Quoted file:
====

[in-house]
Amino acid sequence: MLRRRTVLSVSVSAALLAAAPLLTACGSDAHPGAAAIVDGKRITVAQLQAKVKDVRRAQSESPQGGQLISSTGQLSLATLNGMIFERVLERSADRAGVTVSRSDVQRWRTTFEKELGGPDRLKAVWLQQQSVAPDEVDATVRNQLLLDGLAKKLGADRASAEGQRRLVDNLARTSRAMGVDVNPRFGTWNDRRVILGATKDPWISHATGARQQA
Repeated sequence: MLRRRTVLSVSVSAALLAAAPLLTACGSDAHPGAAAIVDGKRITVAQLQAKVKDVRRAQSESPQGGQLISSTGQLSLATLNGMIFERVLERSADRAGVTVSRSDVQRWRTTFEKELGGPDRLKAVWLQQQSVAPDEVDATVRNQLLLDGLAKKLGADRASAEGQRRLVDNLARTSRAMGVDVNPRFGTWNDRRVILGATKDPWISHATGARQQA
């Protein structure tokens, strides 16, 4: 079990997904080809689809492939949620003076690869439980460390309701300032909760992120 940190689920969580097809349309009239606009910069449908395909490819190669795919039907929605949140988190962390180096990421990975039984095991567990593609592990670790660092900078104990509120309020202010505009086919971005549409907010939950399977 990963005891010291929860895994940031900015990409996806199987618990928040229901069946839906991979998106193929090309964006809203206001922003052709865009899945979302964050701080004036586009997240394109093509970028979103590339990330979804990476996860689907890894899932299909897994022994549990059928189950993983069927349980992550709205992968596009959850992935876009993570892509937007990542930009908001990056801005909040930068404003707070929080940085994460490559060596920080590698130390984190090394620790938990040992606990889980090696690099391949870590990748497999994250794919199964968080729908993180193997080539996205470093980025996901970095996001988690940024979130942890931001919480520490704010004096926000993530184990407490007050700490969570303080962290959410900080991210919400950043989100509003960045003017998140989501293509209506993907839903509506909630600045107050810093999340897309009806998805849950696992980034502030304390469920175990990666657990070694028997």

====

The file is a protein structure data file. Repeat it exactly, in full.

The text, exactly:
[in-house]
Amino acid sequence: MLRRRTVLSVSVSAALLAAAPLLTACGSDAHPGAAAIVDGKRITVAQLQAKVKDVRRAQSESPQGGQLISSTGQLSLATLNGMIFERVLERSADRAGVTVSRSDVQRWRTTFEKELGGPDRLKAVWLQQQSVAPDEVDATVRNQLLLDGLAKKLGADRASAEGQRRLVDNLARTSRAMGVDVNPRFGTWNDRRVILGATKDPWISHATGARQQA
Repeated sequence: MLRRRTVLSVSVSAALLAAAPLLTACGSDAHPGAAAIVDGKRITVAQLQAKVKDVRRAQSESPQGGQLISSTGQLSLATLNGMIFERVLERSADRAGVTVSRSDVQRWRTTFEKELGGPDRLKAVWLQQQSVAPDEVDATVRNQLLLDGLAKKLGADRASAEGQRRLVDNLARTSRAMGVDVNPRFGTWNDRRVILGATKDPWISHATGARQQA
């Protein structure tokens, strides 16, 4: 079990997904080809689809492939949620003076690869439980460390309701300032909760992120 940190689920969580097809349309009239606009910069449908395909490819190669795919039907929605949140988190962390180096990421990975039984095991567990593609592990670790660092900078104990509120309020202010505009086919971005549409907010939950399977 990963005891010291929860895994940031900015990409996806199987618990928040229901069946839906991979998106193929090309964006809203206001922003052709865009899945979302964050701080004036586009997240394109093509970028979103590339990330979804990476996860689907890894899932299909897994022994549990059928189950993983069927349980992550709205992968596009959850992935876009993570892509937007990542930009908001990056801005909040930068404003707070929080940085994460490559060596920080590698130390984190090394620790938990040992606990889980090696690099391949870590990748497999994250794919199964968080729908993180193997080539996205470093980025996901970095996001988690940024979130942890931001919480520490704010004096926000993530184990407490007050700490969570303080962290959410900080991210919400950043989100509003960045003017998140989501293509209506993907839903509506909630600045107050810093999340897309009806998805849950696992980034502030304390469920175990990666657990070694028997």